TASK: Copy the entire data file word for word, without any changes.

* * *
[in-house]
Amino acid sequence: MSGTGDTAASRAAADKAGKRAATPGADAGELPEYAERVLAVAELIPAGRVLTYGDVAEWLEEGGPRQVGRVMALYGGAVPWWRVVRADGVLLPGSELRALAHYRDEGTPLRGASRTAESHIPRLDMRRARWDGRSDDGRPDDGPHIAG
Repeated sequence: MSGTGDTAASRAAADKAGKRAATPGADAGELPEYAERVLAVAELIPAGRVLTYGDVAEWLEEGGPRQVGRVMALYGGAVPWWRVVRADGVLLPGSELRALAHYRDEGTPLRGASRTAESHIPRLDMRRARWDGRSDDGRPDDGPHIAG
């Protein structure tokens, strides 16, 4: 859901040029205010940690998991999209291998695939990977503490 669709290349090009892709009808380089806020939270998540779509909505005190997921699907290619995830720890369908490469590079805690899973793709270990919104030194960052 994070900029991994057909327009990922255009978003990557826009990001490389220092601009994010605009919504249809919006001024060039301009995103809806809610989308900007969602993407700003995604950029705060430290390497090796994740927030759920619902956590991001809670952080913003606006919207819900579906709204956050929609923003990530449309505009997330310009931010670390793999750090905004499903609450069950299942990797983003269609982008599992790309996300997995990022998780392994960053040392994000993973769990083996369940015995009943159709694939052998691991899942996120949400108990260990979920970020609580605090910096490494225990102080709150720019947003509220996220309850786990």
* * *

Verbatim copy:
[in-house]
Amino acid sequence: MSGTGDTAASRAAADKAGKRAATPGADAGELPEYAERVLAVAELIPAGRVLTYGDVAEWLEEGGPRQVGRVMALYGGAVPWWRVVRADGVLLPGSELRALAHYRDEGTPLRGASRTAESHIPRLDMRRARWDGRSDDGRPDDGPHIAG
Repeated sequence: MSGTGDTAASRAAADKAGKRAATPGADAGELPEYAERVLAVAELIPAGRVLTYGDVAEWLEEGGPRQVGRVMALYGGAVPWWRVVRADGVLLPGSELRALAHYRDEGTPLRGASRTAESHIPRLDMRRARWDGRSDDGRPDDGPHIAG
């Protein structure tokens, strides 16, 4: 859901040029205010940690998991999209291998695939990977503490 669709290349090009892709009808380089806020939270998540779509909505005190997921699907290619995830720890369908490469590079805690899973793709270990919104030194960052 994070900029991994057909327009990922255009978003990557826009990001490389220092601009994010605009919504249809919006001024060039301009995103809806809610989308900007969602993407700003995604950029705060430290390497090796994740927030759920619902956590991001809670952080913003606006919207819900579906709204956050929609923003990530449309505009997330310009931010670390793999750090905004499903609450069950299942990797983003269609982008599992790309996300997995990022998780392994960053040392994000993973769990083996369940015995009943159709694939052998691991899942996120949400108990260990979920970020609580605090910096490494225990102080709150720019947003509220996220309850786990």